In the administrative and commercial capital, both known as Thasos and Limenas, which is located in the most northerly point of the island, as well as in Limenaria, the second town of this island, located in the south, tourist and locals can find all the public services and facilities that they might require, (health centers, police and coast guard stations, post office and telecommunications, petrol stations, tourist information offices …). In fact, everything that you might not immediately think of but which are essential to ensure that the infrastructure is in place, to enable you to have an enjoyable and stress free visit.

Monday, September 15, 2008

Lewis & Clark

Meriwether Lewis, William Clark, and their Corps of Discovery entered what is now Washington State on October 10, 1805, following a grueling trek over the Bitterroot Mountains. Battling cold, hunger and fatigue, the expedition made the arduous crossing, coming into the state on the Snake River at what is now Clarkston. From there they moved quickly down the Snake, into the Columbia, near the city of Pasco, making as much as 4o miles a day. Swift waters and enthusiasm carried them a gracious welcome: On October 14th, Clark successfully hunted some ducks and recorded that for the first time in three weeks he had enjoyed a good dinner.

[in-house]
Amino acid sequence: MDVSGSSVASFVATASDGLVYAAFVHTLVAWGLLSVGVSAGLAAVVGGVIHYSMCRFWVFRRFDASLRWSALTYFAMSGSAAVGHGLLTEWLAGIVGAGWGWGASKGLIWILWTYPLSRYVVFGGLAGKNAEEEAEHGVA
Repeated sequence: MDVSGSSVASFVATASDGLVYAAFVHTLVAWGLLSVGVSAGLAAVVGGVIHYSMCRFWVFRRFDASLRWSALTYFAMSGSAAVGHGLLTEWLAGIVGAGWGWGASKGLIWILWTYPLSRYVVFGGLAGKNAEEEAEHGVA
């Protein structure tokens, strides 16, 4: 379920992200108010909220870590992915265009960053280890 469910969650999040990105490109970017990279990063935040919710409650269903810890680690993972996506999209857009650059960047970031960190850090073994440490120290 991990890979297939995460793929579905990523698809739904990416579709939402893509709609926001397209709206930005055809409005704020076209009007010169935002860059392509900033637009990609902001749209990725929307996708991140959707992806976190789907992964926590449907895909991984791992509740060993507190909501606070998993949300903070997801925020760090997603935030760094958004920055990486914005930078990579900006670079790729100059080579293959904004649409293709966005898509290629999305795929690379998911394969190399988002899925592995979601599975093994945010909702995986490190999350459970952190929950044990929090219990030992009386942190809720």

The party passed numerous Indian villages – often on trails the natives had used as trade routes for 9.000 years – and found the inhabitants to be hospitable, in large part because of the presence and interpretive skills of Sacagawea. Her enormous contribution to the expedition has not been exaggerated.
As the Corps of Discovery’s boats moved down the Columbia, Indians traded with the party, hired on to help with portages, and provided food. The vastness of the Columbia and the fact that it teemed with a rather complex tapestry of human life amazed the explorers. Approached by the first of the coastal Indians in a flotilla of four different sizes canoes. Clark was so impressed with one of the boats that he made a sketch of it. On the bow was the image of a bear. The stern bore the likeness of a man. All this did little to compensate for what the group considered disagreeable weather. The chilly, relentlessly wet winter of the Pacific Northwest had set in, exaggerated by the stiff winds of the Columbia Gorge, and the explorers were ill equipped, physically and mentally, to deal with it.
November 7, 1805 started off with a heavy fog, which lifted slowly. The party set off and by afternoon the sky was clear. It was an auspicious day. The party sited the Pacific and a great cheer rose up. William Clark penned the famous line in his field notes, “Ocean (sic) in view. O! The joy.” And it was here, around the mount of the Columbia River that the Corps of Discovery spent the winter of 1805 – 1806.